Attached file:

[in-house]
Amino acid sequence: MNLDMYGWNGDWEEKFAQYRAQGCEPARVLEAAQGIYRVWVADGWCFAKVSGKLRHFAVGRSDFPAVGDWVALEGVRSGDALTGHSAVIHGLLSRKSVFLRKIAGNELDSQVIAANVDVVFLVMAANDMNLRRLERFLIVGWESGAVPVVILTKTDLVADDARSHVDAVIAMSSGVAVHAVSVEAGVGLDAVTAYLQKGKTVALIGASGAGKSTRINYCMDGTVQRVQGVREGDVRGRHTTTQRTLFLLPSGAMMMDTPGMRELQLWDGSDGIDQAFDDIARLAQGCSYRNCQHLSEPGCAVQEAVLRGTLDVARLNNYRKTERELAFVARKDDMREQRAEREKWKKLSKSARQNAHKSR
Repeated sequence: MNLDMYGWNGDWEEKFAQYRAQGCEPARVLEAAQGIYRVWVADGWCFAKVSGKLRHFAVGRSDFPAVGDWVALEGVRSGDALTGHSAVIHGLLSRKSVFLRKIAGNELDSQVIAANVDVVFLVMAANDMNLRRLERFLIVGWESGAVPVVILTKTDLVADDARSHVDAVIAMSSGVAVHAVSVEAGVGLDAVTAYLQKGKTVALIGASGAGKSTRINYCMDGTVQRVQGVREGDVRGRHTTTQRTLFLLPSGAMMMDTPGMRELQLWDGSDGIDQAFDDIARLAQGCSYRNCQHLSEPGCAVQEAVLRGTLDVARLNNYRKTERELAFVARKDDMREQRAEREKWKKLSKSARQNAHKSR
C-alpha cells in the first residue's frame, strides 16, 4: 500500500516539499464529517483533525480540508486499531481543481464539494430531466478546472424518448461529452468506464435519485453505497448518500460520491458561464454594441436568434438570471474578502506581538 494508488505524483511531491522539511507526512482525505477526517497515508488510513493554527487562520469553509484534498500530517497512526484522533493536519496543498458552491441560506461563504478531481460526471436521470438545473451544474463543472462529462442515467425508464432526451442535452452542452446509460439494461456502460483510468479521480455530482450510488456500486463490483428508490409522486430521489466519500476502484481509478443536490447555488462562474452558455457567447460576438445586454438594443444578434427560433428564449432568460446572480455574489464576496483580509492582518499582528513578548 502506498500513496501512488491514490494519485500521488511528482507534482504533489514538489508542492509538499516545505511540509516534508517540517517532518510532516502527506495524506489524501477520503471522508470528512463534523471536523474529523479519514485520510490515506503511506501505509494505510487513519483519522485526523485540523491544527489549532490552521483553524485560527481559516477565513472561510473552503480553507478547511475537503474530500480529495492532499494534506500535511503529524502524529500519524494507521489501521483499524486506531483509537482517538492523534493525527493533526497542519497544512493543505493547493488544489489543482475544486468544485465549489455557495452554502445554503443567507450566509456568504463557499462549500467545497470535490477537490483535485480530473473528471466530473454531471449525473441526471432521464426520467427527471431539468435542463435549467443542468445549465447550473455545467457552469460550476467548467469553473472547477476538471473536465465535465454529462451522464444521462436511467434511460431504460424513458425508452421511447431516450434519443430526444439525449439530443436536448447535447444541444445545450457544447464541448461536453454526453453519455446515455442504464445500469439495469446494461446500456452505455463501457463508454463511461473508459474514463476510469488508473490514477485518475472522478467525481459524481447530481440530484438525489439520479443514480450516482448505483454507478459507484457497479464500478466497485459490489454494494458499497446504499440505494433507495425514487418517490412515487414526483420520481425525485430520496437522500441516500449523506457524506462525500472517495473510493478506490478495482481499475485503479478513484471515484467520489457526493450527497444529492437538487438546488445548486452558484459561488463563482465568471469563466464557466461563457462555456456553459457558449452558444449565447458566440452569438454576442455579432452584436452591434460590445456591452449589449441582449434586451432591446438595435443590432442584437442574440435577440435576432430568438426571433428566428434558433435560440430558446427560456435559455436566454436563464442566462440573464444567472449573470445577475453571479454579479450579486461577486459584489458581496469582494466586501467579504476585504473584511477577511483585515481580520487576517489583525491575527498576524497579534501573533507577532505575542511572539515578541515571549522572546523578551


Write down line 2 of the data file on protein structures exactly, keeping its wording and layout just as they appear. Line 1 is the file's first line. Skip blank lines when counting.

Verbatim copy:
Amino acid sequence: MNLDMYGWNGDWEEKFAQYRAQGCEPARVLEAAQGIYRVWVADGWCFAKVSGKLRHFAVGRSDFPAVGDWVALEGVRSGDALTGHSAVIHGLLSRKSVFLRKIAGNELDSQVIAANVDVVFLVMAANDMNLRRLERFLIVGWESGAVPVVILTKTDLVADDARSHVDAVIAMSSGVAVHAVSVEAGVGLDAVTAYLQKGKTVALIGASGAGKSTRINYCMDGTVQRVQGVREGDVRGRHTTTQRTLFLLPSGAMMMDTPGMRELQLWDGSDGIDQAFDDIARLAQGCSYRNCQHLSEPGCAVQEAVLRGTLDVARLNNYRKTERELAFVARKDDMREQRAEREKWKKLSKSARQNAHKSR